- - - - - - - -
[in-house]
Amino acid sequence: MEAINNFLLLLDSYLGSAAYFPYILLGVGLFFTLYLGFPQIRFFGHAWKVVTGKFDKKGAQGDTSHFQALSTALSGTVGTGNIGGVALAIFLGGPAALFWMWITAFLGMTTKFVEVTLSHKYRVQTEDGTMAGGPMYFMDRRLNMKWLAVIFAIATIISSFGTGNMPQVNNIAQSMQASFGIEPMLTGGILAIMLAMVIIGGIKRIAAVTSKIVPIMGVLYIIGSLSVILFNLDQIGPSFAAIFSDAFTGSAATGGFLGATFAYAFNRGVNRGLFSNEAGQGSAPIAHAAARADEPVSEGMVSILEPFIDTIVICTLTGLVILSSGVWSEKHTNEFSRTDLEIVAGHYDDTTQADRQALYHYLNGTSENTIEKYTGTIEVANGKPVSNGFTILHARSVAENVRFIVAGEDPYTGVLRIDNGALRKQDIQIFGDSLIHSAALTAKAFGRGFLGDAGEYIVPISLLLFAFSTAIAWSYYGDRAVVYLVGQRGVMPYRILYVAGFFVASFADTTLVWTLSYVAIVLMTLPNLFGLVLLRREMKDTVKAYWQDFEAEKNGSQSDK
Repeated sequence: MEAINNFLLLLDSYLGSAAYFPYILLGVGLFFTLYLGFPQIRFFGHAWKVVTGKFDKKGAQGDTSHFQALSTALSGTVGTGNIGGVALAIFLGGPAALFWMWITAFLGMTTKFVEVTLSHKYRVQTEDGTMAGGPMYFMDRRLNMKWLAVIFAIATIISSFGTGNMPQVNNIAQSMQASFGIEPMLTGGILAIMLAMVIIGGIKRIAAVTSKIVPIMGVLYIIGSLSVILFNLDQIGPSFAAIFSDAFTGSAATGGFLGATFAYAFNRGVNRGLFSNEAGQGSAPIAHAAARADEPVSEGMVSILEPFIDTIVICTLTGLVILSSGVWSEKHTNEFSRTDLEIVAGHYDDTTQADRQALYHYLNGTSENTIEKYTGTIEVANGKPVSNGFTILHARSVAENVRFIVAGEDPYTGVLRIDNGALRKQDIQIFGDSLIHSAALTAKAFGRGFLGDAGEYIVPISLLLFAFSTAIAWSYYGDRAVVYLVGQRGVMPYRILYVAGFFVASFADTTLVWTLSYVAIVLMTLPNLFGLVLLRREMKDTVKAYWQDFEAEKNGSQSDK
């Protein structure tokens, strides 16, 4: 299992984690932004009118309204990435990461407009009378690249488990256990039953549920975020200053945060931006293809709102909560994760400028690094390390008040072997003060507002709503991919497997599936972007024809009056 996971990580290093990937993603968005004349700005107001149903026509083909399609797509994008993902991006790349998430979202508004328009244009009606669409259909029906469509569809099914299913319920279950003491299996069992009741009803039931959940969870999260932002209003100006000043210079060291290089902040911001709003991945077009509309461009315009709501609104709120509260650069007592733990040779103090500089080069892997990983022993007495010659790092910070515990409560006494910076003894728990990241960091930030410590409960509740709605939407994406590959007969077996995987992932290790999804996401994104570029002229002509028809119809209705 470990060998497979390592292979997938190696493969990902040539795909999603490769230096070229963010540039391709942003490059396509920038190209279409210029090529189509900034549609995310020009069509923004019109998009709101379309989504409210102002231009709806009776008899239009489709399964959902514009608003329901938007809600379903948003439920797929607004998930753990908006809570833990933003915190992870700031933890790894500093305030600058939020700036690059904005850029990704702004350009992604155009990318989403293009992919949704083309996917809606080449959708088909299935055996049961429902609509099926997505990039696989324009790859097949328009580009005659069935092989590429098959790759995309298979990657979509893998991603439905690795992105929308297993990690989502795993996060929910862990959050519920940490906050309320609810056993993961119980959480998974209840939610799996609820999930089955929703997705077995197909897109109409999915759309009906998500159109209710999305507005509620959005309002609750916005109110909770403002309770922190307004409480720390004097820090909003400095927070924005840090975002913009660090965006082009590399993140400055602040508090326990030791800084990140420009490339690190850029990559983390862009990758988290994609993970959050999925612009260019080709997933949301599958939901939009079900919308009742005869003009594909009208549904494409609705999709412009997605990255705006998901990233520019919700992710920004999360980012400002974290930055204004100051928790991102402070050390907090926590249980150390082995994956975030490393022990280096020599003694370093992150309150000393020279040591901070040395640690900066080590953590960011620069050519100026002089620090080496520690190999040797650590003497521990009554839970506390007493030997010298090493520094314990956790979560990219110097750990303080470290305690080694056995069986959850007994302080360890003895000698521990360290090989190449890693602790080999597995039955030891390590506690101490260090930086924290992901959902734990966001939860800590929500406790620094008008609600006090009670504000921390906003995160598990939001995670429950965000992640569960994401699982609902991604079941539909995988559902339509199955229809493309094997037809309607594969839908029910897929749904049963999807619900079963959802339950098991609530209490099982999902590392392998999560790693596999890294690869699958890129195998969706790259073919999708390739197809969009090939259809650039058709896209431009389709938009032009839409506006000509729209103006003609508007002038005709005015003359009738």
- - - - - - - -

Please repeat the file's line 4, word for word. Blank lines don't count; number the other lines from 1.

């Protein structure tokens, strides 16, 4: 299992984690932004009118309204990435990461407009009378690249488990256990039953549920975020200053945060931006293809709102909560994760400028690094390390008040072997003060507002709503991919497997599936972007024809009056 996971990580290093990937993603968005004349700005107001149903026509083909399609797509994008993902991006790349998430979202508004328009244009009606669409259909029906469509569809099914299913319920279950003491299996069992009741009803039931959940969870999260932002209003100006000043210079060291290089902040911001709003991945077009509309461009315009709501609104709120509260650069007592733990040779103090500089080069892997990983022993007495010659790092910070515990409560006494910076003894728990990241960091930030410590409960509740709605939407994406590959007969077996995987992932290790999804996401994104570029002229002509028809119809209705 470990060998497979390592292979997938190696493969990902040539795909999603490769230096070229963010540039391709942003490059396509920038190209279409210029090529189509900034549609995310020009069509923004019109998009709101379309989504409210102002231009709806009776008899239009489709399964959902514009608003329901938007809600379903948003439920797929607004998930753990908006809570833990933003915190992870700031933890790894500093305030600058939020700036690059904005850029990704702004350009992604155009990318989403293009992919949704083309996917809606080449959708088909299935055996049961429902609509099926997505990039696989324009790859097949328009580009005659069935092989590429098959790759995309298979990657979509893998991603439905690795992105929308297993990690989502795993996060929910862990959050519920940490906050309320609810056993993961119980959480998974209840939610799996609820999930089955929703997705077995197909897109109409999915759309009906998500159109209710999305507005509620959005309002609750916005109110909770403002309770922190307004409480720390004097820090909003400095927070924005840090975002913009660090965006082009590399993140400055602040508090326990030791800084990140420009490339690190850029990559983390862009990758988290994609993970959050999925612009260019080709997933949301599958939901939009079900919308009742005869003009594909009208549904494409609705999709412009997605990255705006998901990233520019919700992710920004999360980012400002974290930055204004100051928790991102402070050390907090926590249980150390082995994956975030490393022990280096020599003694370093992150309150000393020279040591901070040395640690900066080590953590960011620069050519100026002089620090080496520690190999040797650590003497521990009554839970506390007493030997010298090493520094314990956790979560990219110097750990303080470290305690080694056995069986959850007994302080360890003895000698521990360290090989190449890693602790080999597995039955030891390590506690101490260090930086924290992901959902734990966001939860800590929500406790620094008008609600006090009670504000921390906003995160598990939001995670429950965000992640569960994401699982609902991604079941539909995988559902339509199955229809493309094997037809309607594969839908029910897929749904049963999807619900079963959802339950098991609530209490099982999902590392392998999560790693596999890294690869699958890129195998969706790259073919999708390739197809969009090939259809650039058709896209431009389709938009032009839409506006000509729209103006003609508007002038005709005015003359009738």